Ridley Island Export Logistics Platform
Ridley Island Export Logistics Platform
The Ridley Island Export Logistics Platform (RIELP) is a port infrastructure project that will enable and support the development of innovative, large scale, export transloading facilities designed to increase efficiencies in export supply chains maximize value to Canadian exporters, and support the growth of the intermodal business in the Port of Prince Rupert.
The Prince Rupert Port Authority is the project proponent and would build the proposed land, rail, road and utility infrastructure required to support future transloading operations located on the platform.
Located on the southern end of Ridley Island, the RIELP is designed to host integrated large-scale bulk transload facilities, integrated large-scale breakbulk facilities and an integrated off-dock container yard. Collectively, the platform is designed to support at least 400,000 twenty-foot equivalent units (TEUs) of export transload capacity annually, with the potential to increase capacity to 700,00 (TEUs) for bulk and breakbulk commodities in the future.
The project is designed to create a platform for transloading bulk commodities such as plastic pellets, cereal grains, speciality agriculture crops, lumber, pulp and mineral concentrates to containers for export. The integrated off-dock facility will provide empty container storage for the port’s container terminal operations, enhancing terminal efficiency and capacities. The platform and future operating services located on it will be fully integrated via transportation and technological integration with the container terminal operations.
The infrastructure project is estimated to have a capital cost of 250 million dollars with a two-year construction timeline and an estimated workforce of 250 people during construction.
The Prince Rupert Port Authority (PRPA) is proposing the construction and future operation of the Ridley Island Export Logistics Platform (RIELP), intended to enhance the Port of Prince Rupert’s export capacity through a new state-of-the-art export logistics platform.Read More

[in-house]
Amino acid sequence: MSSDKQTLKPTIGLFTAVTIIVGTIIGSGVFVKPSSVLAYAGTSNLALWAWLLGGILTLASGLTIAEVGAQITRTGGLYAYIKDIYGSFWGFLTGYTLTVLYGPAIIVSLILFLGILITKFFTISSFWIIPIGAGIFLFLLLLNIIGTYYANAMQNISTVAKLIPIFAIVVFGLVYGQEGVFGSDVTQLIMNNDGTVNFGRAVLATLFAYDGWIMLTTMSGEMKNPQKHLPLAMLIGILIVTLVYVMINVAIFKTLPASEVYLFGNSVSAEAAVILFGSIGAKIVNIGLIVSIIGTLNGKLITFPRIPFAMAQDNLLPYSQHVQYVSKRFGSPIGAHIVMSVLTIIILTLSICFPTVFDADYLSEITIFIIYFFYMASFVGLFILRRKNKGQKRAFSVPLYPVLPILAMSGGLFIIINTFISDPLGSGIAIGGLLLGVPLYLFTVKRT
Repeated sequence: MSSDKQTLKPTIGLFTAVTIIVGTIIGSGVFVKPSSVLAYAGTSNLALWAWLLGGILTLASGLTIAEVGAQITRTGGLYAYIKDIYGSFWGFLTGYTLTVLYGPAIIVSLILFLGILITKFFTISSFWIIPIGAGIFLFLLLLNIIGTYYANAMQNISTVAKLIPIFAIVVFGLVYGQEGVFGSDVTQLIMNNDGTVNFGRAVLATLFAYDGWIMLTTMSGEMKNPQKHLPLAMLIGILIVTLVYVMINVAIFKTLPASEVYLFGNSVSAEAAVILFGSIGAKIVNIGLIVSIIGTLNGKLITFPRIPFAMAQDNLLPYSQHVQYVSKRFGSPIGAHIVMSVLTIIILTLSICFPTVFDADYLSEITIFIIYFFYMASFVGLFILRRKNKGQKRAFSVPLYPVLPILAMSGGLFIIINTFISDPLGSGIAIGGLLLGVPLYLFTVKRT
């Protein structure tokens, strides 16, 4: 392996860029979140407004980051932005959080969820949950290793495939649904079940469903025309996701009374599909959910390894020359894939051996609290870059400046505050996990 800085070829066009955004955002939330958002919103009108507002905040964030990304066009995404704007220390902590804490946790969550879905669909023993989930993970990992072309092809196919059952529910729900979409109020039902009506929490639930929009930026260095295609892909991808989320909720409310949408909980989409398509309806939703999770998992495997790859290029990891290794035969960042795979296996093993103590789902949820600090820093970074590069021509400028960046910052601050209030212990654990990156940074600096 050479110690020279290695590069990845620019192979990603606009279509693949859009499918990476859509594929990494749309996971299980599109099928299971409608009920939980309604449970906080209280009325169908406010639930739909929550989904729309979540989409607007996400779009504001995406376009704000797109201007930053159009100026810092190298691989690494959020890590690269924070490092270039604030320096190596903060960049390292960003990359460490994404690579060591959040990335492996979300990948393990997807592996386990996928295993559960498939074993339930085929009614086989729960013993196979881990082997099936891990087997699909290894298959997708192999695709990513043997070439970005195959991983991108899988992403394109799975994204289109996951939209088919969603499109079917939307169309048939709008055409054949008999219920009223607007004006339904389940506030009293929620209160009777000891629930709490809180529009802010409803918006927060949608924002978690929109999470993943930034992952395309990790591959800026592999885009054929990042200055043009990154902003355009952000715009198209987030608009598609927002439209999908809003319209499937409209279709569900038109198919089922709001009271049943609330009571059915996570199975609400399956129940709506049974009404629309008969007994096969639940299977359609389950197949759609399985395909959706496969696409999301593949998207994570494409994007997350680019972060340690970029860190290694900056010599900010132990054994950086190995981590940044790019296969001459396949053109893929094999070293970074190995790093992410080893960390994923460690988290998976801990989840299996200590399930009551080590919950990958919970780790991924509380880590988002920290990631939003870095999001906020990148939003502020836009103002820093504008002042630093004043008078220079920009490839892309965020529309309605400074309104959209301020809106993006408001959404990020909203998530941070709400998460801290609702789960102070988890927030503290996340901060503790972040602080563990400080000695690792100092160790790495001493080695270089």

PRPA will need to fulfill its responsibilities under Section 82 of the Impact Assessment Act (IAA) and make a determination of significance on whether the proposed works and activities has the potential to result in a significant adverse environmental effect.Read More
Ridley Island is mainly bogs fen and swamp wetlands. The bogs are covered in a variety of Sphagnum and brown mosses, shrubs and sparse trees including, Western red cedar, yellow cedar and shore pine.Read More
Potential adverse effects resulting from the Project are expected to be minor, well understood, and able to be addressed with established and effective mitigation measures.Read More
The Prince Rupert Port Authority is responsible for the overall planning, development, marketing and management of the commercial port facilities within the Port of Prince Rupert.
This includes the competitive, efficient and timely responses to customers and business opportunities. PRPA funnels all its operations through four core values; trust, community, marine safety and innovation.
- Estimated Capital Cost:
- 250 Million
- Estimated Construction Workforce:
- 250 Person Years
- Project Milestones Date:
- Environmental Effects Evaluation start: Q1 2020
- Estimated construction start: Q1 2022
- Estimated in service date: Q1 2023
The Project Description is available here:
RIELP Frequently Asked Questions
- We currently have tens of thousands of empty containers moving through Prince Rupert, being loaded back onto vessels. The availability of so many empty containers at the port is a significant opportunity for Canadian exporters to fill them up with valuable products for markets overseas. Empty container availability in other parts of Western Canada is a major issue for exporters because geographically, exports are often produced in rural areas, while the imports are often headed to distribution centres and manufacturing facilities in urban areas.
- Rail access is a significant driver of this development’s specific location on Ridley Island. The ability to build out large loop track extensions on the existing Road Rail Utility Corridor to accommodate 12,000-foot trains means that we can achieve both scale and operational efficiency.
- Proximity to DP World’s Fairview Terminal is another advantage. By using the Fairview-Ridley Connector road currently under construction, trucks have a shorter transit to the marine terminal from the RIELP, providing cost savings, reducing the environmental footprint, and improving safety by removing port related truck traffic from the community. Having an off-dock container yard integrated into the RIELP will improve the capacity of DP World’s Fairview Terminal, by storing empty containers adjacent to where the exports are coming from, and by storing laden exports until they are needed to be loaded back onto a vessel.